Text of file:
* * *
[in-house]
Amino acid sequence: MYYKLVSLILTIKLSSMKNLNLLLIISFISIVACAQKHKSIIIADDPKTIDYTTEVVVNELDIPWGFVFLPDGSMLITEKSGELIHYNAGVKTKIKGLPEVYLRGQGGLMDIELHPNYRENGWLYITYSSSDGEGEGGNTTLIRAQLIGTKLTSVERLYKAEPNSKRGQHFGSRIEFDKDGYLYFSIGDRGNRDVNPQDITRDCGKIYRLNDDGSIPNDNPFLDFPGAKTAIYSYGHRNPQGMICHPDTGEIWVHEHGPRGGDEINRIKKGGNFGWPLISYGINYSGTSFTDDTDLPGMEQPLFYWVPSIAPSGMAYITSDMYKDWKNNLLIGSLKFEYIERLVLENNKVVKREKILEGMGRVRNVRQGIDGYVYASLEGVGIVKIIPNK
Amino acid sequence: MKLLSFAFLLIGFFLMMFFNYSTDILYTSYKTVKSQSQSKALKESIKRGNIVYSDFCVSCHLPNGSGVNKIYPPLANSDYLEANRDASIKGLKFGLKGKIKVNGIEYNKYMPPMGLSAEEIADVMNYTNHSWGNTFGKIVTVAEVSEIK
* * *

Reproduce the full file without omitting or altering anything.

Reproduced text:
[in-house]
Amino acid sequence: MYYKLVSLILTIKLSSMKNLNLLLIISFISIVACAQKHKSIIIADDPKTIDYTTEVVVNELDIPWGFVFLPDGSMLITEKSGELIHYNAGVKTKIKGLPEVYLRGQGGLMDIELHPNYRENGWLYITYSSSDGEGEGGNTTLIRAQLIGTKLTSVERLYKAEPNSKRGQHFGSRIEFDKDGYLYFSIGDRGNRDVNPQDITRDCGKIYRLNDDGSIPNDNPFLDFPGAKTAIYSYGHRNPQGMICHPDTGEIWVHEHGPRGGDEINRIKKGGNFGWPLISYGINYSGTSFTDDTDLPGMEQPLFYWVPSIAPSGMAYITSDMYKDWKNNLLIGSLKFEYIERLVLENNKVVKREKILEGMGRVRNVRQGIDGYVYASLEGVGIVKIIPNK
Amino acid sequence: MKLLSFAFLLIGFFLMMFFNYSTDILYTSYKTVKSQSQSKALKESIKRGNIVYSDFCVSCHLPNGSGVNKIYPPLANSDYLEANRDASIKGLKFGLKGKIKVNGIEYNKYMPPMGLSAEEIADVMNYTNHSWGNTFGKIVTVAEVSEIK